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Tuesday, October 16, 2007

Also Out Today

posted by on October 16 at 12:22 PM

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In addition to Maritime and Jimmy Eat World, today sees the release of Underworld’s Oblivion With Bells.

Underworld

Oblivion With Bells

****

Listening to Underworld is like getting drunk with the HAL 9000. If you read Karl Hyde’s angular, processed poetry word for word, it stops just short of total gibberish—like the precision-detailed mess of the band’s cover art, or the words-are-instruments vibe of Ken Nordine’s 1950’s “word jazz.” But if you sit back, unfocus your ears, and soak it in as a whole, it tiptoes over into brilliance. Just as good techno plays subtle headgames with sound and dares you to dance smart, Hyde’s lyrics twist and weave around the noise, adding just enough make the songs mean something, but leaving it up to you to figure out what that is. This either makes people life-long fans, or it drives them batshit.

In the five years since the sadly under-rated A Hundred Days Off, Underworld has been under the radar, and busy as hell. They scored Anthony Minghella’s Breaking and Entering and Danny Boyle’s Sunshine. They left the major labels behind and released the pioneering Riverrun series of multimedia downloads on their own. They kept up their touring schedule and released a live album and career-spanning anthology. All this work has nudged them away from producing dancefloor bangers—the high-energy tracks on Oblivion sound more like rock than anything else, the techno is subtle and nuanced, and the rest is all expansive piano and strings—but it has refined the sound they nailed more than a decade ago: dramatic electronic music, surrounded by cryptic, vulnerable lyrics full of fleeting thoughts, first impressions, and missing pieces. If you’ve never liked them before, Oblivion With Bells might turn you around. And if you already do, this is their best work yet. MATT CORWINE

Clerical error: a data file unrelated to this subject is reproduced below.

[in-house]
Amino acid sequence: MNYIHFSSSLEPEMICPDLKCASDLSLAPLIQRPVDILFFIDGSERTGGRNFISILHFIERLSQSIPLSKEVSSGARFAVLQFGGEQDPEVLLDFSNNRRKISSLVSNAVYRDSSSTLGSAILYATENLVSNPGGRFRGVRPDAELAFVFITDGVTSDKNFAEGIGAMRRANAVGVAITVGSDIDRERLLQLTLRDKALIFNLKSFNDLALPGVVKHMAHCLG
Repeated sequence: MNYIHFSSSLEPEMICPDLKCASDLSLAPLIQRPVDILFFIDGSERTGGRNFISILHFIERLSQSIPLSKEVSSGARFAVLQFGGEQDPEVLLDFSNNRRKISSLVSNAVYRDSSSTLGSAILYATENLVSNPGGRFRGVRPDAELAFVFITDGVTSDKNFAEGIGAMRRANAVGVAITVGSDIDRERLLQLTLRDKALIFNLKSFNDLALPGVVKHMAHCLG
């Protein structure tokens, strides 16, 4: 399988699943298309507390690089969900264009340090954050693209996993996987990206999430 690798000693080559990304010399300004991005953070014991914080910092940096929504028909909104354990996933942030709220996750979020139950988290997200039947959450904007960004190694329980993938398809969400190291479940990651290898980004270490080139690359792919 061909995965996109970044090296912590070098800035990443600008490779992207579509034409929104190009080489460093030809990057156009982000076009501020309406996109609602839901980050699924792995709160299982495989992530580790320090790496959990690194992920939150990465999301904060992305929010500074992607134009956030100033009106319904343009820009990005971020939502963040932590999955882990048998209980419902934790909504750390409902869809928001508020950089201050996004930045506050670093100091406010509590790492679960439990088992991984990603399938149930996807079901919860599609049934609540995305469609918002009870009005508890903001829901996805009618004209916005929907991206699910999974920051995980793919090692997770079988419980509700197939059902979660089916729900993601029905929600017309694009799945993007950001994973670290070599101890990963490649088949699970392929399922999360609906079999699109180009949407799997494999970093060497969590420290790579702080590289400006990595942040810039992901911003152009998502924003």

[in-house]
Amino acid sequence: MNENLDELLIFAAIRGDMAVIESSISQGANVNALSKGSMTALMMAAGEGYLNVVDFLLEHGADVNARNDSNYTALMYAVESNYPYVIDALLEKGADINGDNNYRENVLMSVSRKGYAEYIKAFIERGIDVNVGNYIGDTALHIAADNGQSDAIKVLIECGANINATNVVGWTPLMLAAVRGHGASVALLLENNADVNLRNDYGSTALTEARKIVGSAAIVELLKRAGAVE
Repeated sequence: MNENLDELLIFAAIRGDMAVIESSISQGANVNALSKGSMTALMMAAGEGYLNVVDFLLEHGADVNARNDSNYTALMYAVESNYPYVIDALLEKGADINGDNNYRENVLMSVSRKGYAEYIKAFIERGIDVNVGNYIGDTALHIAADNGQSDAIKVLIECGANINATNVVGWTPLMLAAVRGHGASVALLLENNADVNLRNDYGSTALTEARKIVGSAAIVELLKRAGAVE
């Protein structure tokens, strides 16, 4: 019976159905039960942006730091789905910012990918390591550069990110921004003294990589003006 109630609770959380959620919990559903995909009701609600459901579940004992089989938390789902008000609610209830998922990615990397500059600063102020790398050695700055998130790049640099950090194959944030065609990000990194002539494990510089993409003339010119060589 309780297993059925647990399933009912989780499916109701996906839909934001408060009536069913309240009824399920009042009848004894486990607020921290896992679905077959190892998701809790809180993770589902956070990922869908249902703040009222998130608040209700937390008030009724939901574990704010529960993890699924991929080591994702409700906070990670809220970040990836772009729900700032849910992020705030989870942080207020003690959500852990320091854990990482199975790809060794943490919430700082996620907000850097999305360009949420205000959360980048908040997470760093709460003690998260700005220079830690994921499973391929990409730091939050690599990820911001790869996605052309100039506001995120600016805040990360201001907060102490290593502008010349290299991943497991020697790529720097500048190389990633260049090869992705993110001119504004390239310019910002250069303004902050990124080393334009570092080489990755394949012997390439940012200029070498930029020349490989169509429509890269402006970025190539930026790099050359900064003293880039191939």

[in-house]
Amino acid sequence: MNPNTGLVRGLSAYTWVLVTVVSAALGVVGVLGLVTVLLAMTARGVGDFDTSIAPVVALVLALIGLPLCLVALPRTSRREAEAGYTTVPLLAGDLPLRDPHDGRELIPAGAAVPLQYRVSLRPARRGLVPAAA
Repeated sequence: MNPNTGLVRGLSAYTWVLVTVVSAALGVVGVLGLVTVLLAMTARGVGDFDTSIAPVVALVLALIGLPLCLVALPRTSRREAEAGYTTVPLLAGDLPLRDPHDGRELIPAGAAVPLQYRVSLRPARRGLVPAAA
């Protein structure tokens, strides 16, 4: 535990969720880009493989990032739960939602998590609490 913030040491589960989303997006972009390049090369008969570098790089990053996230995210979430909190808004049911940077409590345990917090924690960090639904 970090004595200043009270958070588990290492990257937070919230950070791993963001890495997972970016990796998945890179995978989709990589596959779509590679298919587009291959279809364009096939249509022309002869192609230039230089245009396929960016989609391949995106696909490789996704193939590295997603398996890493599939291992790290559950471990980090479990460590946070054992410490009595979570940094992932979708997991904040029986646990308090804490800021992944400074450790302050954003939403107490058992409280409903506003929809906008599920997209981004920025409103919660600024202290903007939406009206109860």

RSS icon Comments

1

While Underworld have always been a live outfit -- their albums never really put it all together -- the live sneak-peeks and the RiverRun releases promised a band loosening up and experimenting, avoiding their own cliches.

But "Crocodile" is staggeringly inconsequential. And I worry for the album.

Even if I want to believe.

Posted by Fawkes | October 16, 2007 4:05 PM
2

Crocodile is perhaps the best song on the album. The first 4 tracks are epic, but a few later ones make me cringe at the free association style lyrics and rapping. They should stick to blissed out, reverb drenched vox w/ slamming drums.

Posted by cups | October 17, 2007 9:46 AM

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